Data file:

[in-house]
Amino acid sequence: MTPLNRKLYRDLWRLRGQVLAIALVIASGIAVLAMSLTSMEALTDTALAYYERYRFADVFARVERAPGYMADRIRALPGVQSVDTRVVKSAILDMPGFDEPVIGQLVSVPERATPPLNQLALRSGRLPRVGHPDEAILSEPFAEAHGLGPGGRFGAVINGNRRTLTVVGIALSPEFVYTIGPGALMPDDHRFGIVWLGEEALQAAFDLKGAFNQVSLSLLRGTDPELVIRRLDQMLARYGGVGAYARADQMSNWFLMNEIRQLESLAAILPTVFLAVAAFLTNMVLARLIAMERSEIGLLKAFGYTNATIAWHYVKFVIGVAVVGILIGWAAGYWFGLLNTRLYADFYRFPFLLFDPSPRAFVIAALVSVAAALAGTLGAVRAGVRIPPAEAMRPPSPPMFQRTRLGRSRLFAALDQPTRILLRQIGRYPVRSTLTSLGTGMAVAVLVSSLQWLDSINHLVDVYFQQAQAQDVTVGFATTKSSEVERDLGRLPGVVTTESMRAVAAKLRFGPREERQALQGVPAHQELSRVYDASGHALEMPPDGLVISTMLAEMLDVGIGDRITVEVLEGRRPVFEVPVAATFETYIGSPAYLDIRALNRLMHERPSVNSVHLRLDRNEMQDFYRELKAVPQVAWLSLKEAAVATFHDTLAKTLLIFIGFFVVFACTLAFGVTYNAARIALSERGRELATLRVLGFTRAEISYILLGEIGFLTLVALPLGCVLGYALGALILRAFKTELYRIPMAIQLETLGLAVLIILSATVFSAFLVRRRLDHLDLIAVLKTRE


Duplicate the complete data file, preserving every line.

[in-house]
Amino acid sequence: MTPLNRKLYRDLWRLRGQVLAIALVIASGIAVLAMSLTSMEALTDTALAYYERYRFADVFARVERAPGYMADRIRALPGVQSVDTRVVKSAILDMPGFDEPVIGQLVSVPERATPPLNQLALRSGRLPRVGHPDEAILSEPFAEAHGLGPGGRFGAVINGNRRTLTVVGIALSPEFVYTIGPGALMPDDHRFGIVWLGEEALQAAFDLKGAFNQVSLSLLRGTDPELVIRRLDQMLARYGGVGAYARADQMSNWFLMNEIRQLESLAAILPTVFLAVAAFLTNMVLARLIAMERSEIGLLKAFGYTNATIAWHYVKFVIGVAVVGILIGWAAGYWFGLLNTRLYADFYRFPFLLFDPSPRAFVIAALVSVAAALAGTLGAVRAGVRIPPAEAMRPPSPPMFQRTRLGRSRLFAALDQPTRILLRQIGRYPVRSTLTSLGTGMAVAVLVSSLQWLDSINHLVDVYFQQAQAQDVTVGFATTKSSEVERDLGRLPGVVTTESMRAVAAKLRFGPREERQALQGVPAHQELSRVYDASGHALEMPPDGLVISTMLAEMLDVGIGDRITVEVLEGRRPVFEVPVAATFETYIGSPAYLDIRALNRLMHERPSVNSVHLRLDRNEMQDFYRELKAVPQVAWLSLKEAAVATFHDTLAKTLLIFIGFFVVFACTLAFGVTYNAARIALSERGRELATLRVLGFTRAEISYILLGEIGFLTLVALPLGCVLGYALGALILRAFKTELYRIPMAIQLETLGLAVLIILSATVFSAFLVRRRLDHLDLIAVLKTRE